As US export controls bite, Chinese manufacturers of equipment needed to make semiconductors are expected to benefit from a rush of domestic orders, though executives and analysts warn the boost could be shortlived.
Since Washington introduced sweeping restrictions on October 7 to limit Chinese companies’ ability to obtain or manufacture advanced computer chips, Yangtze Memory Technology, China’s largest memory chip maker, has issued at least 20 tenders for a broad range of chipmaking equipment.
“The current strategy is that if there is workable domestic semiconductor production equipment, even though [the suppliers] need help, we will buy from Chinese companies. If not, we shop from non-US vendors, mostly Japanese,” said a senior YMTC engineer.
“I anticipate most of the orders would end up in the hands of domestic suppliers who would prioritise clients like us, but there are still quite a few pieces beyond their capability,” the person said.
The company will instead replace US toolmakers such as KLA and Applied Materials with Japanese ones, including Hitachi and Tokyo Electron, in a sign of how homegrown suppliers still lag foreign rivals with their technology.
To make matters worse, Chinese chipmakers’ loss of access to certain irreplaceable US-made tools has halted the majority of construction projects for production facilities that drive domestic equipment makers’ business.
Chinese semiconductor equipment revenues tripled between 2018 and 2021, driven by domestic chipmakers’ aggressive expansion, according to research by Sanford C. Bernstein. But the investment group estimates a mere 15 per cent of equipment demand from Chinese chipmakers was covered by homegrown suppliers this year, far short of an ambitious government target of 30 per cent.
The export controls will hold this crucial sector back even more, analysts said. “They may want to step up self-sufficiency in terms of chip manufacturing equipment in reaction to the export controls, but in fact, localisation will be slower as a result of the controls,” said Mark Li, semiconductor analyst at Sanford C. Bernstein in Hong Kong. “The biggest bottleneck is that their customers, because of lack of access to foreign equipment, will be unable to expand more.”
Three people with direct knowledge of the situation said that while YMTC has not cancelled or postponed already placed equipment orders, the company’s plans to expand are suspended. ChangXin Memory Technologies, YMTC’s smaller rival, has also put some expansion plans on hold, according to one person familiar with the matter.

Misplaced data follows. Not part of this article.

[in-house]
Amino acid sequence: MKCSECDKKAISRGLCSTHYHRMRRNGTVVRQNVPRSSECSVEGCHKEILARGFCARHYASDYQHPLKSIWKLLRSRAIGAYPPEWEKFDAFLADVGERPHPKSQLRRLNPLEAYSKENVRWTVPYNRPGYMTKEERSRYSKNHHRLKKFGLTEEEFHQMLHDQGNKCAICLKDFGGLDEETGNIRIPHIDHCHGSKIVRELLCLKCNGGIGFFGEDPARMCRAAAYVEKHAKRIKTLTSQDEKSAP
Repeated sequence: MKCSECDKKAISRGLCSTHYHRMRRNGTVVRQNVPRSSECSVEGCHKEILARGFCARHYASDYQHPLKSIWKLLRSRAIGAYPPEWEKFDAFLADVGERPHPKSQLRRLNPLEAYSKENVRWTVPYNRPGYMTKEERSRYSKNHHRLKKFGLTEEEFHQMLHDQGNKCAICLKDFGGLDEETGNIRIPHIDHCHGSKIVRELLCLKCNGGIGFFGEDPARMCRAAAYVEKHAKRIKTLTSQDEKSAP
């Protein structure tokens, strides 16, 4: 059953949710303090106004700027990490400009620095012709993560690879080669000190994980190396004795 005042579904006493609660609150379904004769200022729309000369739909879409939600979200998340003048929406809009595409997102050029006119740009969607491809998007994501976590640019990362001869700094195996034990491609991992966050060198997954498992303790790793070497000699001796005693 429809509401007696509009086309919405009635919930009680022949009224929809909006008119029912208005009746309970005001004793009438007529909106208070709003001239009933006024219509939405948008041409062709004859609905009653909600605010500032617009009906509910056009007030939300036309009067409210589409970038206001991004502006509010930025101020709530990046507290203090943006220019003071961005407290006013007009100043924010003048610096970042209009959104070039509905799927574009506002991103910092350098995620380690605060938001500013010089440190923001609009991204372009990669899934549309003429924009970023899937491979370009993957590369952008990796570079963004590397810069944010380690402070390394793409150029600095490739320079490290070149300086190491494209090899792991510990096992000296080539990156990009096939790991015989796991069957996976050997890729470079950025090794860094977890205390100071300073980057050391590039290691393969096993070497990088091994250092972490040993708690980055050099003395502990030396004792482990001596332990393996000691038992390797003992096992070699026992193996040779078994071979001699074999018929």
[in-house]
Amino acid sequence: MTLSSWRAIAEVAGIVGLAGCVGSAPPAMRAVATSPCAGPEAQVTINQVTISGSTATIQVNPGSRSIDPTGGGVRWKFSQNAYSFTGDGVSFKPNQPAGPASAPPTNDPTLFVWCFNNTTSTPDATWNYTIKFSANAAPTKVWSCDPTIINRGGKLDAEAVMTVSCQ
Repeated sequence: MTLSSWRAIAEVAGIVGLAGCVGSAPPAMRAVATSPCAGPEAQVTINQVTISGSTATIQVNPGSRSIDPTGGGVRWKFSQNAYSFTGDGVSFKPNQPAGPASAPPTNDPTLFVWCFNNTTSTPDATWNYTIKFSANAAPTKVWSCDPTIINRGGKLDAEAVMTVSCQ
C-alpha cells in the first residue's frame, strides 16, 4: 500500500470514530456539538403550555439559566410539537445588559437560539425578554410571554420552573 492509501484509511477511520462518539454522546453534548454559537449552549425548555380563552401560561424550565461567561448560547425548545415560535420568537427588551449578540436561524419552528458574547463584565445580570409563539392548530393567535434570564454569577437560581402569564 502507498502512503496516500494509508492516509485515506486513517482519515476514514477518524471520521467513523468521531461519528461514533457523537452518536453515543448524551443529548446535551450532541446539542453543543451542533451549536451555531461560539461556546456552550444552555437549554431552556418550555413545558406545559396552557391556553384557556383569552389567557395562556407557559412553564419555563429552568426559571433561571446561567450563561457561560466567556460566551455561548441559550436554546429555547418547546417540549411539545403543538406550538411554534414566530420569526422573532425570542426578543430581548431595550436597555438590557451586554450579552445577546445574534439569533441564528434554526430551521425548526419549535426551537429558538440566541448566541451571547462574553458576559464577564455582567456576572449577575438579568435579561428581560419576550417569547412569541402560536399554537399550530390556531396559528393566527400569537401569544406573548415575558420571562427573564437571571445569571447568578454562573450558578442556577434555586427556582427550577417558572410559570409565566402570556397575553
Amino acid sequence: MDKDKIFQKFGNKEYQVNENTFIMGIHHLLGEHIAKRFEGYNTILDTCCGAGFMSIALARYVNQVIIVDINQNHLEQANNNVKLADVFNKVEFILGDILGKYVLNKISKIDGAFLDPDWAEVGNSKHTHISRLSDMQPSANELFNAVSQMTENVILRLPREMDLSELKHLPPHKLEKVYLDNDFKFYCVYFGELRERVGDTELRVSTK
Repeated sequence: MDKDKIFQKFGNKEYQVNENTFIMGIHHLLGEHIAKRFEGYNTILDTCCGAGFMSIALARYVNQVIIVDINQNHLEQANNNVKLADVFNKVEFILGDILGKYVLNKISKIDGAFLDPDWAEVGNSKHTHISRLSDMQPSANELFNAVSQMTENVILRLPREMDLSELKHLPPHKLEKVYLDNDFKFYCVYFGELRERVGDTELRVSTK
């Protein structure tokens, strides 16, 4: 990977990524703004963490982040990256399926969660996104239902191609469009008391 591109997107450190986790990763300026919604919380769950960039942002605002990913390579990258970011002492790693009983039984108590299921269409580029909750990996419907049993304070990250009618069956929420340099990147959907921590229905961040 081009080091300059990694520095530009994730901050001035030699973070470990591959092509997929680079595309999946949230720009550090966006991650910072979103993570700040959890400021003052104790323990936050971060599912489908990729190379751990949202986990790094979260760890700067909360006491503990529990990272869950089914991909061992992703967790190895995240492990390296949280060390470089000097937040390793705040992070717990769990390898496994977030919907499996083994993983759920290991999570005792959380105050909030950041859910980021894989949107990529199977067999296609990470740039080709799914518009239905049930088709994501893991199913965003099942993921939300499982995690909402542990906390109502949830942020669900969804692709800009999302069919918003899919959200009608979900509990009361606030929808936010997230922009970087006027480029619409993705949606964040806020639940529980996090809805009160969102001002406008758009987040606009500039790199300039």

Analysts at Jefferies predict this disruption to the capital spending plans of Chinese chipmakers, especially in the memory segment, will lead to a dramatic drop in demand for semiconductor production equipment over the next few years.
YMTC and CXMT should still have enough equipment to meet their expansion plans next year, but “if they cannot access advanced equipment from the US and cannot find good enough alternatives from Japanese or European suppliers, they will probably have to stop expansion entirely”, Jefferies analyst Nick Cheng wrote in a research note. As a result, China’s total investment in chipmaking tools would drop from the analyst’s previously forecast $26bn to $18bn in 2024, and from $24bn to $16bn in 2025.
That would rob Advanced Micro-Fabrication Equipment, one of China’s largest chip equipment makers, of a quarter of Jefferies’s forecast revenue for 2025. ACM Research, an AMEC rival, would lose nearly 20 per cent of projected revenue for that year, the note predicted.
The chip companies did not respond to a request for official comment.
Despite stockpiling efforts, several equipment companies could also be hit by the inability to procure foreign components for their products.
“Only the assembly part of our products is completely based in China, while the rest requires foreign technology and components . . . just limitations on components can easily choke us,” said a senior engineer at AMEC.
In addition, the equipment makers are facing a talent drain as engineers seek higher-paying jobs in chip design houses and semiconductor manufacturers.
“Chinese equipment companies should also worry about the stability of their existing R&D team as we have received quite a lot of inquiries from equipment engineers regarding switching to other sectors that have not been affected as much by the new sanctions,” said a Shanghai-based headhunter.
In the face of the mounting challenges, the response from some equipment companies is to explore greater collaboration with their rivals.
“The new sanctions are forcing companies like us to seek further co-operation with each other,” said an AMEC manager. “Executives from several companies, including ACMR, AMEC and others, are breaking walls and have had meetings on this.”
China’s chip tool makers struggle to profit at home from US export controls Republished from Source https://www.ft.com/content/01bd6d72-1be7-4406-8867-17dff6cf7146 via https://www.ft.com/companies/technology?format=rss